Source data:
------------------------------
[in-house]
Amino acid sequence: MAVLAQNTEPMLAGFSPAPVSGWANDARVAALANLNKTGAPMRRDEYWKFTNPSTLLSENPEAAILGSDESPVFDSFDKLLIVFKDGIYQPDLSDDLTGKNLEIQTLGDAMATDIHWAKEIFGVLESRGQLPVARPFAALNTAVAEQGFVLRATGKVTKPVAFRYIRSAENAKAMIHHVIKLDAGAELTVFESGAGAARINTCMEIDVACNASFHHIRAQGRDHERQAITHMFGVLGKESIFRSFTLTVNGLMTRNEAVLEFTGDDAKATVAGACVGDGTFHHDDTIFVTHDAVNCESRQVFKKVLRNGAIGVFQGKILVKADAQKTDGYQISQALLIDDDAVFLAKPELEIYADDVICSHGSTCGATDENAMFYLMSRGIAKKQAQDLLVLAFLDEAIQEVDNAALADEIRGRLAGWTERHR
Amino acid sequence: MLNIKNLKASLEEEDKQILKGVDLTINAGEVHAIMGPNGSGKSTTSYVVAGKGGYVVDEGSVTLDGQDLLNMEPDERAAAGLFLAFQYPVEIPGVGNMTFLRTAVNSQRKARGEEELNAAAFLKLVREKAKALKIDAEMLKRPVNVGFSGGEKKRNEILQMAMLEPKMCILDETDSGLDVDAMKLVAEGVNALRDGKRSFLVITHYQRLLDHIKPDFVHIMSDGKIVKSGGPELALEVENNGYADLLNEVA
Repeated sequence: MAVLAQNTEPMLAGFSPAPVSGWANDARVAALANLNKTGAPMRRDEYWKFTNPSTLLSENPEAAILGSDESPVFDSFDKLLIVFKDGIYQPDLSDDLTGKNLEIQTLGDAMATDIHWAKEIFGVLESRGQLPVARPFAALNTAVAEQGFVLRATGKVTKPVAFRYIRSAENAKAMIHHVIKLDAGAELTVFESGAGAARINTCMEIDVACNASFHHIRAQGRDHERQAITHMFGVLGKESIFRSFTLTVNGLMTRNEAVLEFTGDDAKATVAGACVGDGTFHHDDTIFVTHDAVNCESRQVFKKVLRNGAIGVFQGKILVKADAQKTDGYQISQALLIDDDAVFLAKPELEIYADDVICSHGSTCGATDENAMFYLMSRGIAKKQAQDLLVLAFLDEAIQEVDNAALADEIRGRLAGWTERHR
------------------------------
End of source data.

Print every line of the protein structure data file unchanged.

[in-house]
Amino acid sequence: MAVLAQNTEPMLAGFSPAPVSGWANDARVAALANLNKTGAPMRRDEYWKFTNPSTLLSENPEAAILGSDESPVFDSFDKLLIVFKDGIYQPDLSDDLTGKNLEIQTLGDAMATDIHWAKEIFGVLESRGQLPVARPFAALNTAVAEQGFVLRATGKVTKPVAFRYIRSAENAKAMIHHVIKLDAGAELTVFESGAGAARINTCMEIDVACNASFHHIRAQGRDHERQAITHMFGVLGKESIFRSFTLTVNGLMTRNEAVLEFTGDDAKATVAGACVGDGTFHHDDTIFVTHDAVNCESRQVFKKVLRNGAIGVFQGKILVKADAQKTDGYQISQALLIDDDAVFLAKPELEIYADDVICSHGSTCGATDENAMFYLMSRGIAKKQAQDLLVLAFLDEAIQEVDNAALADEIRGRLAGWTERHR
Amino acid sequence: MLNIKNLKASLEEEDKQILKGVDLTINAGEVHAIMGPNGSGKSTTSYVVAGKGGYVVDEGSVTLDGQDLLNMEPDERAAAGLFLAFQYPVEIPGVGNMTFLRTAVNSQRKARGEEELNAAAFLKLVREKAKALKIDAEMLKRPVNVGFSGGEKKRNEILQMAMLEPKMCILDETDSGLDVDAMKLVAEGVNALRDGKRSFLVITHYQRLLDHIKPDFVHIMSDGKIVKSGGPELALEVENNGYADLLNEVA
Repeated sequence: MAVLAQNTEPMLAGFSPAPVSGWANDARVAALANLNKTGAPMRRDEYWKFTNPSTLLSENPEAAILGSDESPVFDSFDKLLIVFKDGIYQPDLSDDLTGKNLEIQTLGDAMATDIHWAKEIFGVLESRGQLPVARPFAALNTAVAEQGFVLRATGKVTKPVAFRYIRSAENAKAMIHHVIKLDAGAELTVFESGAGAARINTCMEIDVACNASFHHIRAQGRDHERQAITHMFGVLGKESIFRSFTLTVNGLMTRNEAVLEFTGDDAKATVAGACVGDGTFHHDDTIFVTHDAVNCESRQVFKKVLRNGAIGVFQGKILVKADAQKTDGYQISQALLIDDDAVFLAKPELEIYADDVICSHGSTCGATDENAMFYLMSRGIAKKQAQDLLVLAFLDEAIQEVDNAALADEIRGRLAGWTERHR